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OAKLAND, Calif. — After pitching out of a bases-loaded jam in the ninth inning, Chicago reliever Hector Santiago wasn't too concerned about working out of the stretch when the same situation came up in the 10th.
Just like almost everything on White Sox's road trip, it didn't pan out.
Santiago walked Oakland's Josh Reddick on five pitches to force in the winning run and hand the White Sox a 4-3 loss, their lift the Athletics to a 4-3 win on Saturday that extended Chicago's losing streak to five games.
"I just threw too many pitches," said Santiago, who dropped to 1-4. "I went to the windup and then I fell bell behind and went back to the stretch and got back into that groove. But you still want to make your pitches even when you are behind. I just didn't do that. I messed up."
The loss continued a frustrating road trip for the White Sox.
Since leaving Comiskey Park following a 5-2 homestand, Chicago has failed to score more than three runs in four straight games.
Manager Robin Ventura's club had 10 hits against Oakland and scored twice in the seventh to erase a 3-1 deficit but still left with another disappointing defeat.
"The hitting was good, but grinding out the at-bats and fighting your way back, there was progress," Ventura said. "It was a high-wire act for Hector ... but as far as fighting back, you like what you see out of the offense."
Alejandro De Aza had two hits and two RBIs for the White Sox, who fell to 11-17 on the road. Jeff Keppinger also had two hits and scored.
The offense wasn't the problem.
Like Santiago, starter Jose Quintana struggled with his control which allowed the Athletics to take an early 3-1 lead.
Quintana allowed 10 hits, walked three and struck out four in 5 1-3 innings.
"It was similar to what Hector was doing," Ventura said. "They kind of mirrored each other with their outings. (Quintana) was in and out. He never evened out."
Before the meltdown in the 10th, Chicago's pitchers had done a pretty good job of limiting the damage.
The A's had 16 hits, stranded 18 runners and failed to score after loading the bases with no outs in the ninth before scoring the game-winner off Santiago (1-4).
Chris Young, who had two hits, started the rally with a one-out double. After Yoenis Cespedes was intentionally walked, Josh Donaldson drew a free pass from Santiago to load the bases. Brandon Moss then lined out to second before Reddick walked to force in Young.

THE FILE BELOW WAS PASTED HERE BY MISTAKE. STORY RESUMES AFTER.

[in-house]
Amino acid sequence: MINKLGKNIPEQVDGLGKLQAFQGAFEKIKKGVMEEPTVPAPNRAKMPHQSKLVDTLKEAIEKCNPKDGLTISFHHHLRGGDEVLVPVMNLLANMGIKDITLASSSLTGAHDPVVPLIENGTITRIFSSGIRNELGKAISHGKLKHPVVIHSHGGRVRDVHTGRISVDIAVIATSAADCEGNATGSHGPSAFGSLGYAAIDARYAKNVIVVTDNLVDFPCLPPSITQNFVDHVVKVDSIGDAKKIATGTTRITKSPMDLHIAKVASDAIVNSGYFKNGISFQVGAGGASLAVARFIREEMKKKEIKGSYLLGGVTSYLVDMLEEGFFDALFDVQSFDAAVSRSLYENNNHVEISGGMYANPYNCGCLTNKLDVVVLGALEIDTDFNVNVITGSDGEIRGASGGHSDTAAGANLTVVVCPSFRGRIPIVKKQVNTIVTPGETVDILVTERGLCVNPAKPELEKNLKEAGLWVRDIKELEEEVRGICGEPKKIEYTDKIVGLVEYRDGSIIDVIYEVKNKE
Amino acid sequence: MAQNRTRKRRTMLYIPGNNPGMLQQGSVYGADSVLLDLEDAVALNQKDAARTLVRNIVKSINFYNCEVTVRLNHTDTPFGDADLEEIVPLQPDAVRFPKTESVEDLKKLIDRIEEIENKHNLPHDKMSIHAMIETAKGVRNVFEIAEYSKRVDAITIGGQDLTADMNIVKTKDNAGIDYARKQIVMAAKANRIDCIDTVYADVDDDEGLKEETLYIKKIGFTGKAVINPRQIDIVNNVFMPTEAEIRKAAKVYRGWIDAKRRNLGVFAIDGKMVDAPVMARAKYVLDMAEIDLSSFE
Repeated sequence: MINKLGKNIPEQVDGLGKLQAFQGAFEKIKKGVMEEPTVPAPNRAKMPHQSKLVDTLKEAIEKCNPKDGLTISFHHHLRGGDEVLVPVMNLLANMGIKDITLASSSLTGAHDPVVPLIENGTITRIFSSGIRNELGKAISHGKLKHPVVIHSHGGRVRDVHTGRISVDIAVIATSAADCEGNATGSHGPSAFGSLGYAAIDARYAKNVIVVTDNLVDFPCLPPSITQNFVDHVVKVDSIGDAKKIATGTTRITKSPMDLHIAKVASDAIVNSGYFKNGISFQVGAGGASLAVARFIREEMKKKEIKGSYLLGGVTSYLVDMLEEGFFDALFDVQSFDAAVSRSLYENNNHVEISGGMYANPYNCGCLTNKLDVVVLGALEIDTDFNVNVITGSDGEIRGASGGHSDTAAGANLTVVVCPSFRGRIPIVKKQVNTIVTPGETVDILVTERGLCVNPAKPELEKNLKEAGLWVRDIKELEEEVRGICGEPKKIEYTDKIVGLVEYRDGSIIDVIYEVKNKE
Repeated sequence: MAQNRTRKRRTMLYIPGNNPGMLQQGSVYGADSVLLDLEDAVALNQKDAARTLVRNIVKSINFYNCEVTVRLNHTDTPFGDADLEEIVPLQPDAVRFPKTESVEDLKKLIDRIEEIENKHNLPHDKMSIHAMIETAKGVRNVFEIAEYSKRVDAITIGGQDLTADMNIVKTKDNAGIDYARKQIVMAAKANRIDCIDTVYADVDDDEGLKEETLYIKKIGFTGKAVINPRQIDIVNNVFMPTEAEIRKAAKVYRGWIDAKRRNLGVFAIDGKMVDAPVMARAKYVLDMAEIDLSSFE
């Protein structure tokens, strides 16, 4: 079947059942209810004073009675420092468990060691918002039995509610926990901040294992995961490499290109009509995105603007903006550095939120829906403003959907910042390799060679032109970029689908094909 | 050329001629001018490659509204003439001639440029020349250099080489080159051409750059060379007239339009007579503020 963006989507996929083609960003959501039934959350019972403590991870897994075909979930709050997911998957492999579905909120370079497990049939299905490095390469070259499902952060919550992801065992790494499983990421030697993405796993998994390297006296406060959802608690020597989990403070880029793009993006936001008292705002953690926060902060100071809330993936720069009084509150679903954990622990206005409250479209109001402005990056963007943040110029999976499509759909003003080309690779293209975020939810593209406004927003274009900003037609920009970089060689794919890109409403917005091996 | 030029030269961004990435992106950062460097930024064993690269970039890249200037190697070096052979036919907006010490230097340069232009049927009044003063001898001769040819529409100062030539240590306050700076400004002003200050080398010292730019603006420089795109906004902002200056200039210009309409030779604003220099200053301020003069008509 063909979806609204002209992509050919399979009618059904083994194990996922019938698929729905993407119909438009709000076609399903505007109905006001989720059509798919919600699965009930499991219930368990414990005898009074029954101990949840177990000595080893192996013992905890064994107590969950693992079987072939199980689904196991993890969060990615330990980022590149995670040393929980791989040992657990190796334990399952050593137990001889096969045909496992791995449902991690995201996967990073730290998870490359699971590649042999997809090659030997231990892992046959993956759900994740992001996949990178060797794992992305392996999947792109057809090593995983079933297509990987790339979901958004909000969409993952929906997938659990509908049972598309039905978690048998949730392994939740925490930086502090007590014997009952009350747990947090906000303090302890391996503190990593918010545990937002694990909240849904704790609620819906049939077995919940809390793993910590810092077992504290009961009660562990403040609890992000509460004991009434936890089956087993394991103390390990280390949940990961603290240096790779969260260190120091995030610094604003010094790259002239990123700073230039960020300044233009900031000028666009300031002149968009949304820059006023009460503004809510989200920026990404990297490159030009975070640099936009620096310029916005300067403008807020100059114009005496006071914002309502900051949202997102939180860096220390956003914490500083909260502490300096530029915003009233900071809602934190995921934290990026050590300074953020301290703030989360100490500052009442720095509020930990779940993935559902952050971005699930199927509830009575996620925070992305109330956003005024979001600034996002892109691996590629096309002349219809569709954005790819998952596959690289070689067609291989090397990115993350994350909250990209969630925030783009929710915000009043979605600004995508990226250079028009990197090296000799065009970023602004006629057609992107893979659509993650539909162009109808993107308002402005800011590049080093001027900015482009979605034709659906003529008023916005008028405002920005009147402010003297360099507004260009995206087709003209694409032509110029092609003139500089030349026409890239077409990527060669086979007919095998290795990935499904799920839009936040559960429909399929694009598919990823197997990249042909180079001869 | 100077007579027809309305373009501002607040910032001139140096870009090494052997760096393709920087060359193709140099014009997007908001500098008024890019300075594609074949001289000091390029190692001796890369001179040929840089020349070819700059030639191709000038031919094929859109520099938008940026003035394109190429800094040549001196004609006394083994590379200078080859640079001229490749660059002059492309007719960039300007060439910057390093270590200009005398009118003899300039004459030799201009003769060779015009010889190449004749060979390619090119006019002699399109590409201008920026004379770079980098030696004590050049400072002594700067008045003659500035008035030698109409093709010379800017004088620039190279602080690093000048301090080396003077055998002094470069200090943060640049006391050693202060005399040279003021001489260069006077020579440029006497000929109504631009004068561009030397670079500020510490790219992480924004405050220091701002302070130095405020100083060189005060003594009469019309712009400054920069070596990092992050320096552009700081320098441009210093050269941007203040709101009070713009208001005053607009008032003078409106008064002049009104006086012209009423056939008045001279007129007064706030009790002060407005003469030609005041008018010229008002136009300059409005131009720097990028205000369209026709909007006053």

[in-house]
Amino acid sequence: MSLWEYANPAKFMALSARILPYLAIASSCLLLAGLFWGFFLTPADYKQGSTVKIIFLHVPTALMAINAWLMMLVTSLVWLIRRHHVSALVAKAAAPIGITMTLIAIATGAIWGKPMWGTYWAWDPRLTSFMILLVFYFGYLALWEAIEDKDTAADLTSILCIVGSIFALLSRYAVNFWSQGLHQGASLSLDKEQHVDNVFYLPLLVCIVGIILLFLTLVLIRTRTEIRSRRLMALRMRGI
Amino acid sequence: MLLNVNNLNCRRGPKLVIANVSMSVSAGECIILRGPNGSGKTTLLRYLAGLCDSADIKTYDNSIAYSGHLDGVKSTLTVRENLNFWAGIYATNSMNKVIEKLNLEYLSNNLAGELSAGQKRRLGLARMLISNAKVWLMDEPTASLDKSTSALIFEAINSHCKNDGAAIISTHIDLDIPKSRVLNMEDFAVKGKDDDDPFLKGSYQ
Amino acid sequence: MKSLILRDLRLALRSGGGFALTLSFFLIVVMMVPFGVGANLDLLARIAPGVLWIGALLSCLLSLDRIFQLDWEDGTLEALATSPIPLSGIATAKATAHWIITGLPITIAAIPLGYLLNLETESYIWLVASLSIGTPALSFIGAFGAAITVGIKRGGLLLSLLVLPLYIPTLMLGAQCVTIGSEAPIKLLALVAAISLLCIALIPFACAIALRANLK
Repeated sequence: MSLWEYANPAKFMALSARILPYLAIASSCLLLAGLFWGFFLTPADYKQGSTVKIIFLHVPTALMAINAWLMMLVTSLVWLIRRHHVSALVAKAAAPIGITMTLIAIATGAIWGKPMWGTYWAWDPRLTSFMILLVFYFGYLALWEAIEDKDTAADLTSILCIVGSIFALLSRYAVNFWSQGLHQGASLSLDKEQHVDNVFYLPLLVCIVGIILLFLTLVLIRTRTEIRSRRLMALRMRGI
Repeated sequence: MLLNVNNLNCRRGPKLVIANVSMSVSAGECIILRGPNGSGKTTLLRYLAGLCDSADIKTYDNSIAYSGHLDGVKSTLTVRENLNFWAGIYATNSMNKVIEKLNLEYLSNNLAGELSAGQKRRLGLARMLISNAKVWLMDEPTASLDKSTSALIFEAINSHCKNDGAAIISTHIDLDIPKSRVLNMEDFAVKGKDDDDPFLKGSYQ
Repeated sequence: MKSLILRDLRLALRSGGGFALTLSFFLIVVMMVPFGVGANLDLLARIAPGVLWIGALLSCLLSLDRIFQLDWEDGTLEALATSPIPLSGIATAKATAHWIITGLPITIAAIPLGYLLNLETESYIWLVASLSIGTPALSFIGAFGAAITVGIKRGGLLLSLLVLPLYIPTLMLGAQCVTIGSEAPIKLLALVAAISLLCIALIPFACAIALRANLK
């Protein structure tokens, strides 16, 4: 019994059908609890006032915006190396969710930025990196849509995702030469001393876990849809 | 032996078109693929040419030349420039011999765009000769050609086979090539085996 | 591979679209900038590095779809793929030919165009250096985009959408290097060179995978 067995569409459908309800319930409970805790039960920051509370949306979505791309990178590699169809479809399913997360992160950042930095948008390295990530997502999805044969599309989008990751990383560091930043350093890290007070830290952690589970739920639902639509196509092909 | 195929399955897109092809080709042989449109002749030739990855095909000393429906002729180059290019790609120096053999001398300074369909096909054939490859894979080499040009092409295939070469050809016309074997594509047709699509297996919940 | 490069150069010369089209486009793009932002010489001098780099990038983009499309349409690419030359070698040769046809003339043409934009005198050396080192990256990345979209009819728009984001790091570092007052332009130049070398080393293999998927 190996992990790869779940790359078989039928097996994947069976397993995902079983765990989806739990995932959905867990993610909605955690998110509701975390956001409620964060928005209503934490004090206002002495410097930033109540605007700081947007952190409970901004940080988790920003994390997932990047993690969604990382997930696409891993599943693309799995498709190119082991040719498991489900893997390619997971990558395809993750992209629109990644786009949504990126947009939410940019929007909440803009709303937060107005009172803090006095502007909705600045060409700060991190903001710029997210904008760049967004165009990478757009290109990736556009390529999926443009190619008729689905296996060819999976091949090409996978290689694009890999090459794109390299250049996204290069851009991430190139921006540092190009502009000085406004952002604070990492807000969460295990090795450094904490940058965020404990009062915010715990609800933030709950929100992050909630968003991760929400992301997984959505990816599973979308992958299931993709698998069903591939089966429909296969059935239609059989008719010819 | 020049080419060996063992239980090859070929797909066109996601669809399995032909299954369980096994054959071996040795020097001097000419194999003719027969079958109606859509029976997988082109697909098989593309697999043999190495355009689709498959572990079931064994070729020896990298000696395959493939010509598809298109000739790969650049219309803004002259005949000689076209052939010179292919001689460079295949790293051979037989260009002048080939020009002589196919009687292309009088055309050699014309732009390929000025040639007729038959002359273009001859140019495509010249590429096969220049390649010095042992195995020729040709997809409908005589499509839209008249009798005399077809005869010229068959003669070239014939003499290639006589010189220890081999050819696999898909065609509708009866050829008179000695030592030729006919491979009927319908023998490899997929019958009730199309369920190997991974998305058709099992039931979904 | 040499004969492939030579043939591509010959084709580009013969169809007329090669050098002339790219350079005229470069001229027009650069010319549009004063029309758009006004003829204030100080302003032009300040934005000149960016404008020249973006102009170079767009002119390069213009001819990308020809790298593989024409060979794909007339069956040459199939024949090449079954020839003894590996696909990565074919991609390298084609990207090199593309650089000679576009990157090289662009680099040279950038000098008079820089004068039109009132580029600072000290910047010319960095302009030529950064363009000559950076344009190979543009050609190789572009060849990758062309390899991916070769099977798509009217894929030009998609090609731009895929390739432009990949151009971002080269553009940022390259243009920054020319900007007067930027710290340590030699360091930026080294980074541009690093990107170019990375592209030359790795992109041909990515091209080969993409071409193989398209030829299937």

Reddick said he was taking all the way after Santiago fell behind in the count 2-1.
"I had a good feeling he was going to throw a lot of fastballs because that's what he did with the other lefties when he came in and faced those guys," Reddick said. "Maybe (he was) overanxious and not trying to walk somebody, and it worked against him."
Jed Lowrie matched his career high of four hits for the A's, who have won seven straight at home and 13 of 15 overall.
Jerry Blevins (4-0) retired one batter to get the win after Oakland manager Bob Melvin emptied his bullpen following a stellar effort by starter Dan Straily.
Cespedes doubled in Lowrie in the first, then Young snapped an 0-for-19 streak with an RBI single in the second to put the A's up 2-0.
After De Aza doubled and scored on Adam Dunn's single in the third, Oakland made it 3-1 when Donaldson hit a one-out single and scored on Nate Freiman's triple in the fifth. It came after Quintana was called for a balk when he stumbled off the mound and dropped the ball during his windup.
The White Sox, shut out a day earlier by 40-year-old Bartolo Colon, couldn't get much going against Straily but broke through against the A's bullpen in the seventh.
Keppinger singled off reliever Sean Doolittle and took third on Hector Gimenez's double. De Aza followed with a sharp two-run single to drive in both runs and tie the game at 3-all.
Chicago's defense provided a big spark in the ninth after Oakland loaded the bases. Santiago got Derek Norris to ground into a 6-2-3 double play, then later fanned Eric Sogard to end the jam.
It was a rough day all around for the slumping White Sox.
Designated hitter Paul Konerko struck out twice before leaving the game with a stiff neck.
Shortstop Alexei Ramirez also appeared to injure his lower back after bumping into left fielder Dayan Viciedo chasing down a popup by Cespedes also in the sixth but stayed in the game.
"It's the lower right part of my neck," Konerko said. "It wasn't great when I got here but I got it loose. I felt better but then it kind of seized back up on me."